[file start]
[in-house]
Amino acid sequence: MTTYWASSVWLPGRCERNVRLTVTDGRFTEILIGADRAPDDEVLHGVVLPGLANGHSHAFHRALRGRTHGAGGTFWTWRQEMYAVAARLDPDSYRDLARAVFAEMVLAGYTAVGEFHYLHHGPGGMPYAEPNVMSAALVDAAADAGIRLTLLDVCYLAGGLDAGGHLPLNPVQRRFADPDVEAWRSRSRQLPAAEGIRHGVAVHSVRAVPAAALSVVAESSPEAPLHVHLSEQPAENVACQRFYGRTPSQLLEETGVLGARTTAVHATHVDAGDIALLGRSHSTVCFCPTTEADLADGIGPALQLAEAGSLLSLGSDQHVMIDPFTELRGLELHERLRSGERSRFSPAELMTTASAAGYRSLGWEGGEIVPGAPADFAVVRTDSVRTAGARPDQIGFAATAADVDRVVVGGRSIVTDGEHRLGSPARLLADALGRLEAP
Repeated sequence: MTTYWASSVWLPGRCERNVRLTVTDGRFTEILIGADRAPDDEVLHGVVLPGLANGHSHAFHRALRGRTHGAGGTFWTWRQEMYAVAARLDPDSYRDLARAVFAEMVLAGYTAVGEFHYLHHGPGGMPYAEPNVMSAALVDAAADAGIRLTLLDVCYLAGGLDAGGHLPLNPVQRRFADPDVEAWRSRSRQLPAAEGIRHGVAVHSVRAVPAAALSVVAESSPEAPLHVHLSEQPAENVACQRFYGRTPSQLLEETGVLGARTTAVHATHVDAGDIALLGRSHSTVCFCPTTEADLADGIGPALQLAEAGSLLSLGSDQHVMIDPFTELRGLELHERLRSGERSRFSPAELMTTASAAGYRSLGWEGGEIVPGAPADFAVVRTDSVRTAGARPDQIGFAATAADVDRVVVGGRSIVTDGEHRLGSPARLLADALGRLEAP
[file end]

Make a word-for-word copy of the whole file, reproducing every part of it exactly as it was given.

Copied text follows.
[in-house]
Amino acid sequence: MTTYWASSVWLPGRCERNVRLTVTDGRFTEILIGADRAPDDEVLHGVVLPGLANGHSHAFHRALRGRTHGAGGTFWTWRQEMYAVAARLDPDSYRDLARAVFAEMVLAGYTAVGEFHYLHHGPGGMPYAEPNVMSAALVDAAADAGIRLTLLDVCYLAGGLDAGGHLPLNPVQRRFADPDVEAWRSRSRQLPAAEGIRHGVAVHSVRAVPAAALSVVAESSPEAPLHVHLSEQPAENVACQRFYGRTPSQLLEETGVLGARTTAVHATHVDAGDIALLGRSHSTVCFCPTTEADLADGIGPALQLAEAGSLLSLGSDQHVMIDPFTELRGLELHERLRSGERSRFSPAELMTTASAAGYRSLGWEGGEIVPGAPADFAVVRTDSVRTAGARPDQIGFAATAADVDRVVVGGRSIVTDGEHRLGSPARLLADALGRLEAP
Repeated sequence: MTTYWASSVWLPGRCERNVRLTVTDGRFTEILIGADRAPDDEVLHGVVLPGLANGHSHAFHRALRGRTHGAGGTFWTWRQEMYAVAARLDPDSYRDLARAVFAEMVLAGYTAVGEFHYLHHGPGGMPYAEPNVMSAALVDAAADAGIRLTLLDVCYLAGGLDAGGHLPLNPVQRRFADPDVEAWRSRSRQLPAAEGIRHGVAVHSVRAVPAAALSVVAESSPEAPLHVHLSEQPAENVACQRFYGRTPSQLLEETGVLGARTTAVHATHVDAGDIALLGRSHSTVCFCPTTEADLADGIGPALQLAEAGSLLSLGSDQHVMIDPFTELRGLELHERLRSGERSRFSPAELMTTASAAGYRSLGWEGGEIVPGAPADFAVVRTDSVRTAGARPDQIGFAATAADVDRVVVGGRSIVTDGEHRLGSPARLLADALGRLEAP